THIS BLOG is NOW RETIRED

I began this blog in May 2009 following the death of Marcia Powell at Perryville State Prison in Goodyear, Arizona. It is not intended to prescribe the path that leads to freedom from the prison industrial complex.

Rather, these are just my observations in arguably the most racist, fascist, militaristic state in the nation at a critical time in history for a number of intersecting liberation movements. From Indigenous resistance to genocidal practices, to the fight over laws like SB1070 and the ban on Ethnic Studies, Arizona is at the center of many battles for human rights, and thus the struggle for prison abolition as well - for none are free until all are. I retired the blog in APRIL 2013.

Visit me now at Arizona Prison Watch or Survivors of Prison Violence-AZ

David Rovics: We Are Everywhere

To my fellow activists now struggling through life - let this be a reminder that you are not alone and that we desperately need you here. All the injustice, grief, war, and human suffering calls for us to stay and do everything we can about it - you can't help us anymore when you're gone. Don't give up the fight - your last shred of hope may just keep someone else alive, too.
BLOG POSTS

Thursday, May 5, 2011

The People, United: Resisting Arizona's prison industrial complex.



For those of you who only have a cursory awareness of Black Panther Party history and the story of George Jackson (if any at all), Angela Davis is more than a legendary-black-militant-turned-professor from that era. She's the contemporary visionary whose scholarly work - dating all the way back to her incarceration and study of women's resistance to slavery - has been the foundation of much of my own decision to embrace the politics of prison abolition.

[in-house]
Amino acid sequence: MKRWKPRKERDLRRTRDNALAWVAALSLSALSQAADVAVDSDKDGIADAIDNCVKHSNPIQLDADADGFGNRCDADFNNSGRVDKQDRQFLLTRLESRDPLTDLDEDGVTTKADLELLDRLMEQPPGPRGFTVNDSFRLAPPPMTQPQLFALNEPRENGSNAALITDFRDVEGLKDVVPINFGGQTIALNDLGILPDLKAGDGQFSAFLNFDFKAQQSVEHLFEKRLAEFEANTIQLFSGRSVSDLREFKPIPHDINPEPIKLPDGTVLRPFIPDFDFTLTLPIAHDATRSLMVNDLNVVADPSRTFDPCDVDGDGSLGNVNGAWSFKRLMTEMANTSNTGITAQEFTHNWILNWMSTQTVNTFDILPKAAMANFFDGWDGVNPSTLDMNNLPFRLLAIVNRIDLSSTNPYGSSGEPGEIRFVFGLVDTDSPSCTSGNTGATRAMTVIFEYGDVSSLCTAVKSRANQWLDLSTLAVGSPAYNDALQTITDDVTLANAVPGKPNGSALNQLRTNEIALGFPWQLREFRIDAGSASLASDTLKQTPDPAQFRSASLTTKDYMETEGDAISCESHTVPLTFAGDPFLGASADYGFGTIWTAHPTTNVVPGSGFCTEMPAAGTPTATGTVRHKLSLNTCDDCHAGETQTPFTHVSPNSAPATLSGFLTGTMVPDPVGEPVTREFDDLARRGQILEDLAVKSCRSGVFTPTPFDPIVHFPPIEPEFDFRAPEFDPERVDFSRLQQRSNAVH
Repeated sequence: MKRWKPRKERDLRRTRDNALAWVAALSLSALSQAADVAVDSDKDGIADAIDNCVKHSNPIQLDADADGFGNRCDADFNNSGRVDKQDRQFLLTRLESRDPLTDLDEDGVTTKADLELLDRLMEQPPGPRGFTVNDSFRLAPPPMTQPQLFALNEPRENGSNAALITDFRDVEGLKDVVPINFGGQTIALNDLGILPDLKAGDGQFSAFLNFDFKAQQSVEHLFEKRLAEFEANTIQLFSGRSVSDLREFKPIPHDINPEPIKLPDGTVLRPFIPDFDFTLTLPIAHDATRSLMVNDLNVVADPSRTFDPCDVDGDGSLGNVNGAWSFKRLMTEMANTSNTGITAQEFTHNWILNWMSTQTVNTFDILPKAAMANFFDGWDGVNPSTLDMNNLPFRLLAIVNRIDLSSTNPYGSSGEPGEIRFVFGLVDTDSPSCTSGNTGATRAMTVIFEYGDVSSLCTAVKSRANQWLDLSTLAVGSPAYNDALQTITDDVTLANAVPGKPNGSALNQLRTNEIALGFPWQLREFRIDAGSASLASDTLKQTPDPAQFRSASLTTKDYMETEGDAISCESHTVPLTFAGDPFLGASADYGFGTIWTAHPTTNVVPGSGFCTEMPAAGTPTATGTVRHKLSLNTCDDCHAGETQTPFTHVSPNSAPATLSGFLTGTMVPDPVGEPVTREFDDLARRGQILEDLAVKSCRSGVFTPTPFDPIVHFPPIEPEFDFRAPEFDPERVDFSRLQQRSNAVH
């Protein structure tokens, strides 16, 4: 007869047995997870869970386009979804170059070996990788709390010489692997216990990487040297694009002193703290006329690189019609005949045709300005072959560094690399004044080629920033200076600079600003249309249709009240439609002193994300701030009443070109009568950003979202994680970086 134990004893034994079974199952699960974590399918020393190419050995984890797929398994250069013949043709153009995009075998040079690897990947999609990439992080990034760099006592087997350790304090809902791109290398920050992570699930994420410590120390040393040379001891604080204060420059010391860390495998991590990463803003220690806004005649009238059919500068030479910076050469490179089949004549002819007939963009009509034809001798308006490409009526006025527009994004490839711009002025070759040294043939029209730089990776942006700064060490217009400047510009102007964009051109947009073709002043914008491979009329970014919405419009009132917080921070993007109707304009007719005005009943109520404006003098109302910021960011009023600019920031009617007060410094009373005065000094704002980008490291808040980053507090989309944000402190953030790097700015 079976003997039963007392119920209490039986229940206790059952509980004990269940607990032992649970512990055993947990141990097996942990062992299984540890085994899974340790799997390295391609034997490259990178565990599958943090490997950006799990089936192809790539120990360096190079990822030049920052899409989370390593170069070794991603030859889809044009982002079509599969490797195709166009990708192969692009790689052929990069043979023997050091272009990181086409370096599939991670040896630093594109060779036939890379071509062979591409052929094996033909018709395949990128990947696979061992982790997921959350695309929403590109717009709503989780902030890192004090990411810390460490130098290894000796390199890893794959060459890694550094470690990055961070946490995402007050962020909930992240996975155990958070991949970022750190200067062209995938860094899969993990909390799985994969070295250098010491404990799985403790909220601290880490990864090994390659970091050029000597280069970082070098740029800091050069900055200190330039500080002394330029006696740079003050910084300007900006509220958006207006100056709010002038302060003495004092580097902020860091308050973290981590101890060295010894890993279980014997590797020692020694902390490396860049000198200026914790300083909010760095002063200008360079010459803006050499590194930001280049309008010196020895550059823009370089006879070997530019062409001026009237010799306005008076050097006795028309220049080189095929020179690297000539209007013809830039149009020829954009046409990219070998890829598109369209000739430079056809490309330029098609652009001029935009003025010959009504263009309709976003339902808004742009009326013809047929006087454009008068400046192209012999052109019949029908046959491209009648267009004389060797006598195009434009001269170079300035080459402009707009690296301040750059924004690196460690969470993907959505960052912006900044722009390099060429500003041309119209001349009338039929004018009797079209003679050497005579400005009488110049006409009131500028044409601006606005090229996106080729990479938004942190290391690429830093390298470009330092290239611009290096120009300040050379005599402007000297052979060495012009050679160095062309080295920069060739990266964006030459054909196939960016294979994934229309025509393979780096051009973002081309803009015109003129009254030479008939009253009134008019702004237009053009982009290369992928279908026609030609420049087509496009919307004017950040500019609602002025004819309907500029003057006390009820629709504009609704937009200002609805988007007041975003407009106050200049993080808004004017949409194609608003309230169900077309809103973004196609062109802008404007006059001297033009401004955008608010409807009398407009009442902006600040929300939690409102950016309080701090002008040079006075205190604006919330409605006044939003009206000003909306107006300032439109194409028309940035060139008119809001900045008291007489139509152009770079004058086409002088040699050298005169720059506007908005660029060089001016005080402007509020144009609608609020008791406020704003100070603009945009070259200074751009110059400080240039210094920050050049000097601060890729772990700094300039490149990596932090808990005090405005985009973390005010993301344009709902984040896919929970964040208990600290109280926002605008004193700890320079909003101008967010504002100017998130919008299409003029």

I'd encourage anyone interested in the issue of
criminal justice to read Davis' work and catch a lecture or two on Youtube. Her message this evening was consistent with her written words and strong on principles of abolitionism; Google it if you want more, though. Something more awesome happened in Tempe, AZ tonight than Angela Davis' talk that I need to write about. It's been unfolding all along, really....


I showed up at NEEB Hall early today - somewhere around noon, I think, to scope it out and chalk the walk. There's a great canvas out in front of the place - it was a great spread, though my camcorder photos are all grainy and I didn't pull out my 35mm...in that respect my work was lost. There was hardly any traffic until the event, too, so I didn't have much chance to interact with curious on-lookers, as I usually do. I killed a lot of time in the heat, and started to get bummed.



But as the hour approached and more people began to arrive, I found myself surrounded by friends, old and new. Anarchists, former prisoners, loved ones of those passed, ASU students, members of the immigrant rights' community, and even a few Wobblies (yep - the IWW folks) have all been showing support for prisoner rights' actions of late, organizing and standing in solidarity where our paths overlap - I seem to be in the middle of many of those intersections right now.



Anyway, as a result of all my comrades' assistance, I had a ton of t-shirts with prisoner mug shots floating among the standing-room-only crowd this evening: at least 15 victims of prison suicide, neglect or violence were represented. Again, I was slow on the draw with my camera, but at one point after the lecture everyone was milling around the AZ Prison Watch banner out front: God, I hope someone out there had the presence of mind to take pictures of them. I was just kind of stunned, really - seeing these folks gather from a distance in all those shirts, I realized how much power we actually have among us, within us, and behind us...


So, I have no doubt that what we have together far exceeds the power against which we fight. I'm not just talking about pushing through some feel-good legislation or coercing the ADC to make a few reforms. Prison abolition is not a losing battle, not even in this forsaken place.
That's going to help me sle
ep a little better tonight. Thanks all.



And thanks, Professor Davis, for coming to town today.



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